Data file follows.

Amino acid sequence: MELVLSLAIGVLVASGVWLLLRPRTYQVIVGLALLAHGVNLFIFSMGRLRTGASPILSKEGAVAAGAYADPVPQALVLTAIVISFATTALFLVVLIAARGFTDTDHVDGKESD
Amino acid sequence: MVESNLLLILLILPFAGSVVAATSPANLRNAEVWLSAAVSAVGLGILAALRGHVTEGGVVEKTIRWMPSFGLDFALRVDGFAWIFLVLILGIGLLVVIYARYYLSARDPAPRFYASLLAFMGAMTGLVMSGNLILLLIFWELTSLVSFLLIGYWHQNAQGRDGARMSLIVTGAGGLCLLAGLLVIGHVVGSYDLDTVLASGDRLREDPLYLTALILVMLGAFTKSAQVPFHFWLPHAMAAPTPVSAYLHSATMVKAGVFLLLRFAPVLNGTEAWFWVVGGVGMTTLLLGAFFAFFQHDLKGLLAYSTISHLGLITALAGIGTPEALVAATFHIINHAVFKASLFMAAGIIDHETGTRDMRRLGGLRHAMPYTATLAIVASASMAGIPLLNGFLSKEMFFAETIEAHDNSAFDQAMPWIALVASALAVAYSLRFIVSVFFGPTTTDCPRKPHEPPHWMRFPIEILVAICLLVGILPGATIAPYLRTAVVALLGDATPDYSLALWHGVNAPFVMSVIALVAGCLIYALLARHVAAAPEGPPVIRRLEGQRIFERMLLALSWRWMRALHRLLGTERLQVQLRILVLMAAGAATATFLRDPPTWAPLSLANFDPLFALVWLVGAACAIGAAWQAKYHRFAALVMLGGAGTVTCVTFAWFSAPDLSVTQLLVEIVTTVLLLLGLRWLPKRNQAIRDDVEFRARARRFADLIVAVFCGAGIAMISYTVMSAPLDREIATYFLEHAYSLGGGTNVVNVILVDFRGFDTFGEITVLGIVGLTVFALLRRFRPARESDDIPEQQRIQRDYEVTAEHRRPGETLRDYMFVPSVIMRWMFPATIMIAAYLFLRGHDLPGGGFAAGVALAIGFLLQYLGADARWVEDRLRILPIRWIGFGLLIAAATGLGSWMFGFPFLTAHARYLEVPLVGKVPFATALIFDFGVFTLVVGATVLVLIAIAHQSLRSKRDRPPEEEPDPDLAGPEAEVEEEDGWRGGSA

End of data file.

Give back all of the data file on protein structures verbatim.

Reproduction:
Amino acid sequence: MELVLSLAIGVLVASGVWLLLRPRTYQVIVGLALLAHGVNLFIFSMGRLRTGASPILSKEGAVAAGAYADPVPQALVLTAIVISFATTALFLVVLIAARGFTDTDHVDGKESD
Amino acid sequence: MVESNLLLILLILPFAGSVVAATSPANLRNAEVWLSAAVSAVGLGILAALRGHVTEGGVVEKTIRWMPSFGLDFALRVDGFAWIFLVLILGIGLLVVIYARYYLSARDPAPRFYASLLAFMGAMTGLVMSGNLILLLIFWELTSLVSFLLIGYWHQNAQGRDGARMSLIVTGAGGLCLLAGLLVIGHVVGSYDLDTVLASGDRLREDPLYLTALILVMLGAFTKSAQVPFHFWLPHAMAAPTPVSAYLHSATMVKAGVFLLLRFAPVLNGTEAWFWVVGGVGMTTLLLGAFFAFFQHDLKGLLAYSTISHLGLITALAGIGTPEALVAATFHIINHAVFKASLFMAAGIIDHETGTRDMRRLGGLRHAMPYTATLAIVASASMAGIPLLNGFLSKEMFFAETIEAHDNSAFDQAMPWIALVASALAVAYSLRFIVSVFFGPTTTDCPRKPHEPPHWMRFPIEILVAICLLVGILPGATIAPYLRTAVVALLGDATPDYSLALWHGVNAPFVMSVIALVAGCLIYALLARHVAAAPEGPPVIRRLEGQRIFERMLLALSWRWMRALHRLLGTERLQVQLRILVLMAAGAATATFLRDPPTWAPLSLANFDPLFALVWLVGAACAIGAAWQAKYHRFAALVMLGGAGTVTCVTFAWFSAPDLSVTQLLVEIVTTVLLLLGLRWLPKRNQAIRDDVEFRARARRFADLIVAVFCGAGIAMISYTVMSAPLDREIATYFLEHAYSLGGGTNVVNVILVDFRGFDTFGEITVLGIVGLTVFALLRRFRPARESDDIPEQQRIQRDYEVTAEHRRPGETLRDYMFVPSVIMRWMFPATIMIAAYLFLRGHDLPGGGFAAGVALAIGFLLQYLGADARWVEDRLRILPIRWIGFGLLIAAATGLGSWMFGFPFLTAHARYLEVPLVGKVPFATALIFDFGVFTLVVGATVLVLIAIAHQSLRSKRDRPPEEEPDPDLAGPEAEVEEEDGWRGGSA